Baseline groundwater quality from 34 wells in Wayne County, Pennsylvania, 2011 and 2013
Wayne County, Pennsylvania, is underlain by the Marcellus Shale, which currently (2014) is being developed elsewhere in Pennsylvania for natural gas. All residents of largely rural Wayne County rely on groundwater for water supply, primarily from bedrock aquifers (shales and sandstones). This study, conducted by the U.S. Geological Survey in cooperation with the Pennsylvania Department of Conservation and Natural Resources, Bureau of Topographic and Geologic Survey (Pennsylvania Geological Survey), provides a groundwater-quality baseline for Wayne County prior to development of the natural gas resource in the Marcellus Shale. Selected wells completed in the Devonian-age Catskill Formation, undifferentiated; the Poplar Gap and Packerton Members of the Catskill Formation, undivided; and the Long Run and Walcksville Members of the Catskill Formation, undivided, were sampled.
Water samples were collected once from 34 domestic wells during August 2011 and August and September 2013 and analyzed to characterize their physical and chemical quality. Samples were analyzed for 45 constituents and properties, including nutrients, major ions, metals and trace elements, radioactivity, and dissolved gases, including methane and radon-222. The quality of the sampled groundwater was generally within U.S. Environmental Protection Agency (USEPA) drinking-water standards, although in some samples, the concentrations of a few constituents exceeded USEPA drinking-water standards and health advisories.
The pH of water samples ranged from 5.5 to 9.3 with a median of 7.0. The pH was outside the USEPA secondary maximum contaminant level (SMCL) range of 6.5 to 8.5 in water samples from 14 of the 34 wells (41 percent). Eleven samples had a pH less than 6.5, and three samples had a pH greater than 8.5. Dissolved oxygen concentrations ranged from 0.2 to 11.5 milligrams per liter (mg/L) with a median of 4.7 mg/L. The dissolved oxygen concentration was less than 1 mg/L in water samples from 6 wells; 5 of these 6 water samples had a pH greater than 7.7.
Concentrations of dissolved methane ranged from less than 0.00006 to 3.3 mg/L. Methane was detectable in 22 of the 34 wells sampled (65 percent). Methane concentrations were greatest in the 5 samples with pH of 7.8 or higher, ranging from 0.040 to 3.3 mg/L. These samples also had among the lowest concentrations of dissolved oxygen. Three water samples, which had sufficient dissolved methane concentrations (greater than 0.9 mg/L), were analyzed for isotopes of carbon and hydrogen in the methane. The isotopic ratio values fell within (two samples) or close to (one sample) the range for a thermogenic natural gas source.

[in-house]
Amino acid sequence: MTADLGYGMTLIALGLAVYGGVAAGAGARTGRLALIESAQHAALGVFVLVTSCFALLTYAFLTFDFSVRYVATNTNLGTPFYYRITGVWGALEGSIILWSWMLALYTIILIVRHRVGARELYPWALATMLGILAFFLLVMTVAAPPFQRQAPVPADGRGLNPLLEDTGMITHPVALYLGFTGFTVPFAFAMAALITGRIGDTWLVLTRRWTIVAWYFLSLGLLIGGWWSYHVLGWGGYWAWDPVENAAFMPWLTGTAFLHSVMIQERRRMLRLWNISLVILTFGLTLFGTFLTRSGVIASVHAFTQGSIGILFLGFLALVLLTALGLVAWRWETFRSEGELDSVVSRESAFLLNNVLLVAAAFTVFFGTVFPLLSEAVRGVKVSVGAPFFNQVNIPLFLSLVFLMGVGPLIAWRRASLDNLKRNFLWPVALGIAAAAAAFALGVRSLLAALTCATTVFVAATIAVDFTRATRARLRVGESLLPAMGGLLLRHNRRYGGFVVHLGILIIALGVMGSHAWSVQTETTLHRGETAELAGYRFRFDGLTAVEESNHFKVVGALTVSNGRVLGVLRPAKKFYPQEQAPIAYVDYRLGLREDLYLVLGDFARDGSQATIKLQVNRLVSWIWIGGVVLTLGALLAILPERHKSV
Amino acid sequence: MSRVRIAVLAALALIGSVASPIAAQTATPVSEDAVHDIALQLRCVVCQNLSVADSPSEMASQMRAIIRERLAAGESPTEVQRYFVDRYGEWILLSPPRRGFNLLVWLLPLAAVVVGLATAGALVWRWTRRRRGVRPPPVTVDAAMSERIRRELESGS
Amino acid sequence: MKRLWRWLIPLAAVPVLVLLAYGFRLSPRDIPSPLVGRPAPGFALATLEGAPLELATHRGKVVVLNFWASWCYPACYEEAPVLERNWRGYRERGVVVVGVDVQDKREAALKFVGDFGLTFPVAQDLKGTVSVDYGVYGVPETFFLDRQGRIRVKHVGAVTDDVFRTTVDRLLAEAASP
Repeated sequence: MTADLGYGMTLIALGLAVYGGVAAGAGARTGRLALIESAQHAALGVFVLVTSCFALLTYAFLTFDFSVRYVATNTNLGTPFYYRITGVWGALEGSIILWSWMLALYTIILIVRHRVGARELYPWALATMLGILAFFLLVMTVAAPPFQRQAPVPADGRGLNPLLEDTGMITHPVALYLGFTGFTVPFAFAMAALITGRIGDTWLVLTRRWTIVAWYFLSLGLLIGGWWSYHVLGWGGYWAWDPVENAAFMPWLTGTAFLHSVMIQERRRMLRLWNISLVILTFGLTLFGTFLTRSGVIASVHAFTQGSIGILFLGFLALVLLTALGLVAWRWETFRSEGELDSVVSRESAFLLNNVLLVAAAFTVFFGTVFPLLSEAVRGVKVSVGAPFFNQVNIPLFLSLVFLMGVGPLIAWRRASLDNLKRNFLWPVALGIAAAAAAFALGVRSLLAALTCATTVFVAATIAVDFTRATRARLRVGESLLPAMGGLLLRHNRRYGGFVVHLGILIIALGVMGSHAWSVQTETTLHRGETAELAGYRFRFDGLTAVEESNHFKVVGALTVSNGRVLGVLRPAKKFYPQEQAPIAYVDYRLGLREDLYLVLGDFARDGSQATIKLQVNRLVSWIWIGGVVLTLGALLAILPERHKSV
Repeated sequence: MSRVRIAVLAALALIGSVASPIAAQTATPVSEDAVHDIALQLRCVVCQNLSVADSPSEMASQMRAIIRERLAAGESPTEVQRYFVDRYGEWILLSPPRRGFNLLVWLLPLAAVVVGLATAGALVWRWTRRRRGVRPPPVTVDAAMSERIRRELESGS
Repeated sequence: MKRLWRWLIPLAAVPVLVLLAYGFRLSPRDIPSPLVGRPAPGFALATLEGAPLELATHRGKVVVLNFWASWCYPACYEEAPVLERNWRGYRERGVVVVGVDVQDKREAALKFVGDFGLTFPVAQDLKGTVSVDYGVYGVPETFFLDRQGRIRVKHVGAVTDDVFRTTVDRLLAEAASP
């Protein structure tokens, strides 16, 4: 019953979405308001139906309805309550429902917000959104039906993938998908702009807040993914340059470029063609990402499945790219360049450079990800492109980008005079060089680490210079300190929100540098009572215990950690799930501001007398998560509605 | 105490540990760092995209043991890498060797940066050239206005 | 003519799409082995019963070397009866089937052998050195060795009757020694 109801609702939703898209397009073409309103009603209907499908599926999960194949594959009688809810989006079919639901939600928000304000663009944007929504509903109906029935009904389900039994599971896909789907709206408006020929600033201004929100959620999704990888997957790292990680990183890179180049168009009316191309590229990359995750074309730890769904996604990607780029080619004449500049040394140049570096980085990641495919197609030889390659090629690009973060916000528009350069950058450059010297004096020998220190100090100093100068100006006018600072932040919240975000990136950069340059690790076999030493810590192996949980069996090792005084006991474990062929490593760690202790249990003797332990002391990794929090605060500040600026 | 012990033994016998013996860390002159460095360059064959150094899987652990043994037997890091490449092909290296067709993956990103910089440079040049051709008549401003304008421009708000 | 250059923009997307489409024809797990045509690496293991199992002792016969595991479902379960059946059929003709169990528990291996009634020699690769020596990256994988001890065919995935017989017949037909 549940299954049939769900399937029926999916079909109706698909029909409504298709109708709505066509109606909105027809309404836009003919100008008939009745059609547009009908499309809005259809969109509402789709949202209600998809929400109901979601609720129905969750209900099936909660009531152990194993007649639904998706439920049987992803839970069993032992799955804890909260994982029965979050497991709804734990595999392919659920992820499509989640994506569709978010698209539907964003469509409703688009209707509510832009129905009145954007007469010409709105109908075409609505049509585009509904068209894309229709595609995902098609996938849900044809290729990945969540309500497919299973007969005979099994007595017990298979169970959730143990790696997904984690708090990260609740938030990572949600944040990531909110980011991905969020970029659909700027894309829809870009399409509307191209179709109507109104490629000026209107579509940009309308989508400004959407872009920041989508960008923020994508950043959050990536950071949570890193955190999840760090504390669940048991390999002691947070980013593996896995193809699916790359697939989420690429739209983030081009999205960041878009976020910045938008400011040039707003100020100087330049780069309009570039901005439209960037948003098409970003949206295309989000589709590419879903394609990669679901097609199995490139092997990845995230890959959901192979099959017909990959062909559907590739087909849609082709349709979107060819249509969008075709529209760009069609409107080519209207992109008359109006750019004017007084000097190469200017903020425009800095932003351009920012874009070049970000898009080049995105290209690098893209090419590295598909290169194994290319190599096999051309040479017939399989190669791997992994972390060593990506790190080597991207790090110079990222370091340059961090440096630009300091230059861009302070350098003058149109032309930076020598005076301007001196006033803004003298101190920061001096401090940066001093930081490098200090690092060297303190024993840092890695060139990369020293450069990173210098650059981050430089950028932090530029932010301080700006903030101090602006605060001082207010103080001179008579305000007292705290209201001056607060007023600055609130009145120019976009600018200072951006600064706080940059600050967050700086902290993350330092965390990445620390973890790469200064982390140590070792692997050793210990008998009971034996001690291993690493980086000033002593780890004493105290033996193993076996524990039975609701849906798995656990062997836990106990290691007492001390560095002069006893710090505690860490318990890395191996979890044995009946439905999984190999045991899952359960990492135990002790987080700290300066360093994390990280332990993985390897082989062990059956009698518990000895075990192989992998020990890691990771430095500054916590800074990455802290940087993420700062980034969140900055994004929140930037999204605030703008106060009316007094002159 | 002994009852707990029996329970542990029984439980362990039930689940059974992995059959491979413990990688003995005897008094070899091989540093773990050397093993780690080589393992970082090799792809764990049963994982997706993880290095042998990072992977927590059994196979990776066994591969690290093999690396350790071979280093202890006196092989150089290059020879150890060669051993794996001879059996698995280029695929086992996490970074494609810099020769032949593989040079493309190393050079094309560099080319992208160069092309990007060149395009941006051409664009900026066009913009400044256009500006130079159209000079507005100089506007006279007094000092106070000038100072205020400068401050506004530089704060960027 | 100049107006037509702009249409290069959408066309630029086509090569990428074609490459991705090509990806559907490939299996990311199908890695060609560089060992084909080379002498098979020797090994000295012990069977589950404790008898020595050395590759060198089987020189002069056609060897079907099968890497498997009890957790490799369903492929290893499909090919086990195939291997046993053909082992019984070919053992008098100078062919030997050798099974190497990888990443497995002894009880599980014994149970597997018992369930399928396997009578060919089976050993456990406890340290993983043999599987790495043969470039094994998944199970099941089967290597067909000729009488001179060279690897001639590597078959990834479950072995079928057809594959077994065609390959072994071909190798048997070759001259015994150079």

The total dissolved solids concentration ranged from 33 to 346 mg/L; the median concentration was 126 mg/L. Sodium concentrations ranged from 1.07 to 116 mg/L; the median concentration was 9.42 mg/L. The sodium concentration exceeded the USEPA health advisory for sodium of 20 mg/L in water samples from 7 of the 34 wells (21 percent).
Concentrations of dissolved arsenic ranged from less than 0.06 to 21.8 micrograms per liter (µg/L); the median concentration was 0.59 µg/L. Water samples from 2 of the 34 wells (6 percent) exceeded the USEPA maximum contaminant level (MCL) of 10 µg/L for arsenic. Concentrations of dissolved manganese ranged from less than 0.15 to 61.5 µg/L; the median concentration was 0.42 µg/L. A water sample from 1 of the 34 wells (3 percent) exceeded the USEPA SMCL of 50 µg/L for manganese; the concentration was less than the USEPA lifetime health advisory of 300 µg/L for manganese.
Activities of radon-222 in water from the 34 sampled wells ranged from 110 to 7,180 picocuries per liter (pCi/L); the median activity was 2,105 pCi/L. Water samples from 33 of the 34 wells (97 percent) exceeded the proposed USEPA MCL of 300 pCi/L, and 4 water samples (12 percent) exceeded the USEPA proposed alternative MCL of 4,000 pCi/L for radon-222.
Differences in groundwater chemistry were related to pH. Water with a pH greater than 7.6 generally had low dissolved oxygen concentrations, indicating reducing conditions in the aquifer. These high pH waters also had relatively elevated concentrations of methane, arsenic, boron, bromide, fluoride, lithium, and sodium but low concentrations of copper, nickel, and zinc. Water samples with a pH greater than 7.8 had methane concentrations equal to or greater than 0.04 mg/L.
|Publication Subtype||USGS Numbered Series|
|Title||Baseline groundwater quality from 34 wells in Wayne County, Pennsylvania, 2011 and 2013|
|Series title||Open-File Report|
|Publisher||U.S. Geological Survey|
|Publisher location||Reston, VA|
|Contributing office(s)||Pennsylvania Water Science Center|
|Description||vii, 24 p.|
|Projection||Albers Equal-Area Conic Projection|
|Online Only (Y/N)||Y|
|Additional Online Files (Y/N)||N|
|Google Analytic Metrics||Metrics page|